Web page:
The hardy could make a good hour-long loop from this trail that could take you to the back side of Mission Dam and then back up to the road, but a ten-minute walk through the heart of the riparian woodland and into the grasslands is enough to bag White-tailed Kite, Loggerhead Shrike (rare), and Western Meadowlarks year-round, and Grasshopper Sparrows in spring and summer, all of which you are unlikely to pick up from the road. You also might have a better chance at species such as Western Kingbird and Blue Grosbeak in summer; Lark Sparrow year round; and Say's Phoebe, Savannah Sparrow, and American Pipits in winter. In migration check the skies for Vaux's Swifts in addition to the swallows. To get to the trailhead, go past the parking area for Old Mission Dam and park across from where another gate blocks a wide trail going down into the the riparian area. Take this trail (which can be very productive for migrants in spring; Yellow Warblers breed here and can be particularly plentiful), and once into the grasslands take the middle trail. At the next intersection bear left; this is the best area for the sparrows. You can turn back at this point, but if you want to tackle the whole loop, keep going and make your way back towards the river (take the next left and then follow the signs to Old Mission Dam). You'll come to some "steps" into the (usually) dry creek, and then up the other side. Bear left, and follow this trail to an area with big flat rocks (usually it's dry in here), another traditional spot for Rock and Canyon Wrens. Take the bridge, and continue on past Old Mission Dam and to the parking area, then up the hill and down the road to your car. From here, Kumeyaay Campground and Lake is right ahead on your left.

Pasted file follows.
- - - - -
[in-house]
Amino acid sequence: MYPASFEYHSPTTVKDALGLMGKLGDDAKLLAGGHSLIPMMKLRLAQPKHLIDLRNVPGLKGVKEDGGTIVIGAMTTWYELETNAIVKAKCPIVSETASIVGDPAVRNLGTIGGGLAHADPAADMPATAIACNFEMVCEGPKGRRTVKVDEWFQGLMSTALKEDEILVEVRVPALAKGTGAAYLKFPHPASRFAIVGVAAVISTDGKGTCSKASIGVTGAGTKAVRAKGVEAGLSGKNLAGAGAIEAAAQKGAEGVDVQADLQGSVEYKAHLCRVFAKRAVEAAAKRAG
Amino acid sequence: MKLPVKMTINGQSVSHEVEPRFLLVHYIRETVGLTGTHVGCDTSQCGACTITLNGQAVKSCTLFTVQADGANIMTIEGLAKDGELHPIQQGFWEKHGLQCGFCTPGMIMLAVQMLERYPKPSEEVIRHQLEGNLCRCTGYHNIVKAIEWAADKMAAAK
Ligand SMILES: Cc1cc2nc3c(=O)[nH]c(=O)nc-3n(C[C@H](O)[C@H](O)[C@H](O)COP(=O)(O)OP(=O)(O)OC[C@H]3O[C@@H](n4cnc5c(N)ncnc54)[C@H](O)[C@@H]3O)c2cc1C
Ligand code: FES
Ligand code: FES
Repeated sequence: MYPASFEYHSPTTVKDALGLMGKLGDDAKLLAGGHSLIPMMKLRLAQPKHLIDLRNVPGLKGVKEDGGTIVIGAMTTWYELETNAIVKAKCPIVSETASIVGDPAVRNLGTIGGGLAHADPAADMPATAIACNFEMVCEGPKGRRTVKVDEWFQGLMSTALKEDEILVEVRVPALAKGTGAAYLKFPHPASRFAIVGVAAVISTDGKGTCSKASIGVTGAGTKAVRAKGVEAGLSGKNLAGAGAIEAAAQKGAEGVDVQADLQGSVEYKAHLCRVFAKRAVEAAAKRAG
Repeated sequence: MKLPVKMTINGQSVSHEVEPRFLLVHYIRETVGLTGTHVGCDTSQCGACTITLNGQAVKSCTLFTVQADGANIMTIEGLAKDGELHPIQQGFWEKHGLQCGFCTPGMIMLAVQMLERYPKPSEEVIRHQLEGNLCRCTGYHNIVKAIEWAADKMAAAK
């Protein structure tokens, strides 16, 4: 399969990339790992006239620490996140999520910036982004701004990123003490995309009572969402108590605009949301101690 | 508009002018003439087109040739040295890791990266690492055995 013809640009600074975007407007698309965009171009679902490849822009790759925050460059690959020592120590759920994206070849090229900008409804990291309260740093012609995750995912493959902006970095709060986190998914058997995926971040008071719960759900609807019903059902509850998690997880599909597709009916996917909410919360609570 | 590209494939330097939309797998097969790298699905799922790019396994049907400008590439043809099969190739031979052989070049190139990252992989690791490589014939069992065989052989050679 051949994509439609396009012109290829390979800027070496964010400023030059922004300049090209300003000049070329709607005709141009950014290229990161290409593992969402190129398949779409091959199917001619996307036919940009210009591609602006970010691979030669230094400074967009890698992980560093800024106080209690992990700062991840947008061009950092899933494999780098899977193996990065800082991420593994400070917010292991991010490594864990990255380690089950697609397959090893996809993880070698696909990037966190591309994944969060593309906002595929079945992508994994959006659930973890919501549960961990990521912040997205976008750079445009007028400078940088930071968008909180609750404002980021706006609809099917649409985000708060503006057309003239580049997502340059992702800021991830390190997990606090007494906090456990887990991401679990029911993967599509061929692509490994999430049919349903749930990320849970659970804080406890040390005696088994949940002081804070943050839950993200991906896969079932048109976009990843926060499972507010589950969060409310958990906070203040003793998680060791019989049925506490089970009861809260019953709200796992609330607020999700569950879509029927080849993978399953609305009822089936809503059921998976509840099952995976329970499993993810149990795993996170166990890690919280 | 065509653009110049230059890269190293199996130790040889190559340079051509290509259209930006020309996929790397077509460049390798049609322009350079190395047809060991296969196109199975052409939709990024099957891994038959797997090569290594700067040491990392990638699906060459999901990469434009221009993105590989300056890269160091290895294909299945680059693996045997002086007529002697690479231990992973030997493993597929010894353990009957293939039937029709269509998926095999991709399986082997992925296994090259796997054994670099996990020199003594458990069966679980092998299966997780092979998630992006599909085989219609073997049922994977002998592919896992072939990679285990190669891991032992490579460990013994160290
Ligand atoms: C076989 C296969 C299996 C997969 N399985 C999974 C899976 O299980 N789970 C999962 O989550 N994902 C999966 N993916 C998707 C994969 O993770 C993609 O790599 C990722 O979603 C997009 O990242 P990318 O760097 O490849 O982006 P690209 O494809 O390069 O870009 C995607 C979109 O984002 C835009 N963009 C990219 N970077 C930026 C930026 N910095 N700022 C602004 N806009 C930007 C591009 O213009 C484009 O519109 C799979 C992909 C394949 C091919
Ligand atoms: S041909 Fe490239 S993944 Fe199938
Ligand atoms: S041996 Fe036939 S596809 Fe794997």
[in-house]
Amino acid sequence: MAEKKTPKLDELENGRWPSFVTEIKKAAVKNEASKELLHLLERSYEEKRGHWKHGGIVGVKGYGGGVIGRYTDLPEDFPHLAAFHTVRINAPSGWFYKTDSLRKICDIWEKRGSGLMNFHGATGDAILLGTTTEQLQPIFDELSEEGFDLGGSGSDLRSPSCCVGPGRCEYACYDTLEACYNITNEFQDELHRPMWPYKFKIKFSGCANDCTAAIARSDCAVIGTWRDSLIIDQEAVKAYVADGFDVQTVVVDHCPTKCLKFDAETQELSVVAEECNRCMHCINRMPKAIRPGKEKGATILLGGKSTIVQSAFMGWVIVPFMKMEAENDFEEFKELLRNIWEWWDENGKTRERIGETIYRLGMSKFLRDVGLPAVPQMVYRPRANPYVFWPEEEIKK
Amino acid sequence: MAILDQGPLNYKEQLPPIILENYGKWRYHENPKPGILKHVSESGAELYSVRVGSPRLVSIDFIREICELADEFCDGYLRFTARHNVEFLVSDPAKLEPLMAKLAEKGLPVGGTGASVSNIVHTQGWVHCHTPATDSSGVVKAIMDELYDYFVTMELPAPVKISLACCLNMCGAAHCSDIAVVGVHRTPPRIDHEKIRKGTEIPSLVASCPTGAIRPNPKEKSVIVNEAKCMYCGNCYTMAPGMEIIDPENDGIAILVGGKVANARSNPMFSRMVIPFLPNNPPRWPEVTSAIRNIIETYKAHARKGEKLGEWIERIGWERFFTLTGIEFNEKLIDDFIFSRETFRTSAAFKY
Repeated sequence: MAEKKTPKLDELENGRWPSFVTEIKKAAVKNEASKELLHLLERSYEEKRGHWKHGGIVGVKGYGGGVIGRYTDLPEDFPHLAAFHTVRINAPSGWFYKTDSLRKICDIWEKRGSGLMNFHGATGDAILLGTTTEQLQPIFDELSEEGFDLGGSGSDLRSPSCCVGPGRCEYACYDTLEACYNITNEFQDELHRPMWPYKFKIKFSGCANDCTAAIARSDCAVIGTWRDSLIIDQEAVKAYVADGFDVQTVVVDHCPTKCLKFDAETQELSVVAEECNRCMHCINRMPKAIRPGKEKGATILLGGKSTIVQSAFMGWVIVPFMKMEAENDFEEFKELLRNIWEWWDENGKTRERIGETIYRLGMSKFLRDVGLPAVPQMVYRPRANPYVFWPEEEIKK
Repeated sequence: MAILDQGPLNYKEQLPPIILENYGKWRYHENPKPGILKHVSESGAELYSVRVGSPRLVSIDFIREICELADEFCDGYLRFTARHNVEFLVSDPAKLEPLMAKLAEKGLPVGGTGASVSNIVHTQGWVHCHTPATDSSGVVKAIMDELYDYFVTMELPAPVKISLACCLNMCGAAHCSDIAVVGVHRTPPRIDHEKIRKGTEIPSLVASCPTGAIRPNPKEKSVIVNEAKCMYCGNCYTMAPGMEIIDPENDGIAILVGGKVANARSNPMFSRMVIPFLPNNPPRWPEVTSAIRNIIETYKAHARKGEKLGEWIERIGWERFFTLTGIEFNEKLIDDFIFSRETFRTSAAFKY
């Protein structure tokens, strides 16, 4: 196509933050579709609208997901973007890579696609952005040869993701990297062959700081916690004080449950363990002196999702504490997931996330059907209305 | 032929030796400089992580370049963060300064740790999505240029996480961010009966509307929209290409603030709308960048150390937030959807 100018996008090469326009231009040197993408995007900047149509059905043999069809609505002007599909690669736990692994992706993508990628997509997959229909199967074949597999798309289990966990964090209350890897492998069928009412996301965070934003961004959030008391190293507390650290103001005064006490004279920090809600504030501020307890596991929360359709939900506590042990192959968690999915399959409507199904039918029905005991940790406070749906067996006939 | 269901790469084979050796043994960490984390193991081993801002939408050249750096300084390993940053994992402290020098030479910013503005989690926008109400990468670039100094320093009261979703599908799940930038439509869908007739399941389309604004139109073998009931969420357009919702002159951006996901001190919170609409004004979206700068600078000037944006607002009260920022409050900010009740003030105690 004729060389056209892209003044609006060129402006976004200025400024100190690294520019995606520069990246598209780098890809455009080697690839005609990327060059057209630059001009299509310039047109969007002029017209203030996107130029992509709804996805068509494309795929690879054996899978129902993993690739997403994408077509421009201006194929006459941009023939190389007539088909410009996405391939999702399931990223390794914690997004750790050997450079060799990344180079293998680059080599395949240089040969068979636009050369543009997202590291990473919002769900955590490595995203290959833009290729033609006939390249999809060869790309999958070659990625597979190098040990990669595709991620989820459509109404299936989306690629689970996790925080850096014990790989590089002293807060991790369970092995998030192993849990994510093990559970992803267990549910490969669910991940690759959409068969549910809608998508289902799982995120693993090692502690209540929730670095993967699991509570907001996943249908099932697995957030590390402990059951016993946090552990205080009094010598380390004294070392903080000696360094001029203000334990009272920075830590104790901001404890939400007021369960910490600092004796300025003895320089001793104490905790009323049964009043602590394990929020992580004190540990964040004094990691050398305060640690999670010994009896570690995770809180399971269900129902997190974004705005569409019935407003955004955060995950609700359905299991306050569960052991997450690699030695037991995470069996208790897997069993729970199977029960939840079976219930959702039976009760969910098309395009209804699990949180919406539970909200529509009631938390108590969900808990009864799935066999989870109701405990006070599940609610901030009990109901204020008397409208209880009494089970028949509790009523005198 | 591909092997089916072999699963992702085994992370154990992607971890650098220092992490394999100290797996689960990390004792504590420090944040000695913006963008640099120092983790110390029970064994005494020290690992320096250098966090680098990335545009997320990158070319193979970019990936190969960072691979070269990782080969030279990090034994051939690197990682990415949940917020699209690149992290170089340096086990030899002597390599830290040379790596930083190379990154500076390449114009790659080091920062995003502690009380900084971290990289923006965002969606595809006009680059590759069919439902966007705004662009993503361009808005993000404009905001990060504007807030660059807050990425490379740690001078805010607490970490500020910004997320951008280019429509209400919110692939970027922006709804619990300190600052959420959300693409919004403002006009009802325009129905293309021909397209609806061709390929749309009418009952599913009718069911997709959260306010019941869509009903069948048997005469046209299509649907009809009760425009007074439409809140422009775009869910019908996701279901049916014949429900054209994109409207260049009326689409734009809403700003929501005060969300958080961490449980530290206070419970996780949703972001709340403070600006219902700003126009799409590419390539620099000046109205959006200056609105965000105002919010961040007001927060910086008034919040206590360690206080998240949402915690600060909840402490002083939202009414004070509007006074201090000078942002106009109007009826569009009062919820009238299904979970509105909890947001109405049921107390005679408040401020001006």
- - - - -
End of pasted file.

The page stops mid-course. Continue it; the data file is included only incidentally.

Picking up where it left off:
Trail heading down into the riparian area
Grasslands on the Mission Dam Loop Trail
Coming around the back side of the dam
The old historic dam itself
Optional Hike: Kumeyaay Lake From the parking area walk down towards the lake, where two trails go around either side but do not encircle it (taking the trail to the left will take you past the amphitheater and to another smaller lake on the north side of the trail). In addition to typical willow riparian species seen or heard along the road, watch the lake for coots, Eared and Pied-billed Grebes, Common Moorhen, and various waterfowl, especially in winter. Swallows of various species like to swoop over the lake (Tree Swallows breed here), and from the reeds you can hear Marsh Wrens and occasionally Green Herons and Least Bitterns (or even catch one zip across the lake). While normally associated with salt marsh, Clapper Rails have begun to show up here; in winter listen for Sora as well, and Virginia Rail year-round. This is a prime fishing area for kingfishers and other herons as well. In migration the place can be alive with Wilson's Warblers as well as other migrants, including the shy Swainson's Thrush. The grassland and brushy area is good for sparrows (look for White-crowned, Golden-crowned, and Lincoln's in winter) and raptors. The sycamores in the parking area and campground often have American Robins in winter and American Goldfinches year-round.
Kumeyaay Lake in summer
Same spot in winter
The "Back Lake" on a foggy day
The east-bound trail
Personal Checklist ●=small numbers █ = large numbers (10+)
Please keep in mind that these lists are NOT comprehensive, and that some months may have had poor overall coverage. Species in red are out-of-place, vagrant, or irruptive species and are not to be expected.
|Great Blue Heron||●||●||●||●|
|Black-crowned Night Heron||●||●||●|
|Western Scrub Jay||●||●||●||●||●||●||●||█||●||█||●||●|
|Northern Rough-winged Swallow||●||█||█||●||█||█|
|Black-throated Gray Warbler||●|
|"Slate-colored" Fox Sparrow||●||●||●|
*Kumeyaay Lake was not surveyed in November
**Reports of Clapper Rail at Kumeyaay Lake are becoming more numerous, so this species may become a regular fixture in the future.